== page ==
Days of High AdventureThe Play’s the ThingDays of High Adventure - RSS 2.0
With adults, I might have let the players try whatever crazy plan they came up with and let the dice land as they may. No matter how badly it went, I'm sure we would have had fun. For kids on their first adventure, though, I wanted their first battle to go more smoothly. The rules of any game define what sorts of strategies have any hope of working, and since this was their first battle they were going in blind. I coached them on which of their ideas stood some chance of working.
They tried surrounding the goblins, and they did a decent job of it. They made relatively quick work of the creatures and only suffered some minor injuries. When they opened the door to the dungeon, they found only a shallow pit littered with copies of the map that had brought them there: The blind dwarf had been in league with the goblins, selling the maps to foolhardy adventurers who the goblin then ambushed. The innkeeper had gotten greedy though, and drugged the dwarf's drink so he could rob him in his sleep. This meant that the dwarf never had a chance to alert his goblin partners to the sale, which is why the goblins weren't ready for the heroes.
Realizing they'd been had, the heroes stormed back to the inn, only to find it on fire. The goblin leader had been hunting in the woods with a group of his best warriors when the heroes destroyed the goblin camp. Thinking the dwarf had double-crossed him, he'd gone to the inn for revenge. Now the heroes had to rescue the innkeeper and his innocent wife and kids.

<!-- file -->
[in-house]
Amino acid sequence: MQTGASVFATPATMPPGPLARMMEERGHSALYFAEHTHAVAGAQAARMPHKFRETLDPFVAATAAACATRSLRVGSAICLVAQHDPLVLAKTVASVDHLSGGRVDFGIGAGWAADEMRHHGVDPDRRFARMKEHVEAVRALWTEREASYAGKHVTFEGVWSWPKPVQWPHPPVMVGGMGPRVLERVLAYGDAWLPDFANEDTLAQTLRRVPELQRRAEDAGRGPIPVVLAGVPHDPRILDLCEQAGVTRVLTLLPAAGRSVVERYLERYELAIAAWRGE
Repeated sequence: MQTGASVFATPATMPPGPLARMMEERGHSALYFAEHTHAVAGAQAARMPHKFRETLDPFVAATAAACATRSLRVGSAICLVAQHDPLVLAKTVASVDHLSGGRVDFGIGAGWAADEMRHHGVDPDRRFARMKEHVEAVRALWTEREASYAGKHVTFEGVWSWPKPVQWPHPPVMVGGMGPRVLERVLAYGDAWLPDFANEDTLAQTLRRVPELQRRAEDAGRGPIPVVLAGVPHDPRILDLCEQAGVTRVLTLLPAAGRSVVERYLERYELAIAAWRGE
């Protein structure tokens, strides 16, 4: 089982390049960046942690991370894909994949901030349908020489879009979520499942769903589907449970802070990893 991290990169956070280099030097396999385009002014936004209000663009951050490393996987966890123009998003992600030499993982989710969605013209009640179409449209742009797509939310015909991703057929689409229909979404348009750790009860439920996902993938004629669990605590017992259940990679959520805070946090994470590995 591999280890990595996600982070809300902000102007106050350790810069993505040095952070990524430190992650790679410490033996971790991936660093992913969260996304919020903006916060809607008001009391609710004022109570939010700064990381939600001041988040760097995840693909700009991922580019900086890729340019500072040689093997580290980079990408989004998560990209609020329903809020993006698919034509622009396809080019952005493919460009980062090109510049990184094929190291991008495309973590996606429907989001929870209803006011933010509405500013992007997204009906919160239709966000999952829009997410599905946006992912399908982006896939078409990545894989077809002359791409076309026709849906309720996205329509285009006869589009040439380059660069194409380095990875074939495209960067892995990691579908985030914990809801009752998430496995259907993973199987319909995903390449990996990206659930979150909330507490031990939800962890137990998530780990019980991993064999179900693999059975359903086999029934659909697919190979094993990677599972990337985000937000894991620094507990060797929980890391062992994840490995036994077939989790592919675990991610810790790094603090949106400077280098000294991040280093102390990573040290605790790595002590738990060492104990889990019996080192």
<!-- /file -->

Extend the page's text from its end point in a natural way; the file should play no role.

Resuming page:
The heroes tried to talk the goblin leader out of the inn, but failed. Frustrated, they stormed the building instead. After a hard-fought skirmish, they prevailed and rescued the innkeeper and his family.
I made an improvised choice at that point that sent a shock through the game. After killing all the other goblins, the heroes surrounded the leader. Down to only a few hit points, the goblin leader threw down his weapons and surrendered. It seemed only natural, but I had no idea how the players would react.
Half of the players refused to slaughter an unarmed foe who'd given up. The others didn't trust him a bit and wanted to kill him on the spot. After a heated discussion, the first group stood strong for the goblin leader, protecting him with their own bodies. They extracted an oath from him that he would never harm any of them, then sent him packing.
Despite the vast amount of rules I'd asked the kids to assimilate and put to use during the game, when it came down to it, they ignored all that and got straight down to roleplaying. They cared about their characters and the fictional world around them, and they had their heroes act and speak as they thought they should, even when this put them in conflict with each other.
Not once during the entire argument did they ask for dice or a ruling. They knew instinctively that they had to make this decision themselves, and nothing on their character sheets would help them. And they did a bang-up job of it.
For a week or two after that, I wondered if the argument would sour the kids on the game - if they'd carry over the heat from the game into their lives. Instead, they only had one question. When can we play again?
Matt Forbeck has been writing and designing award-winning games professionally for over 20 years. Visit Forbeck.com for details about his current projects.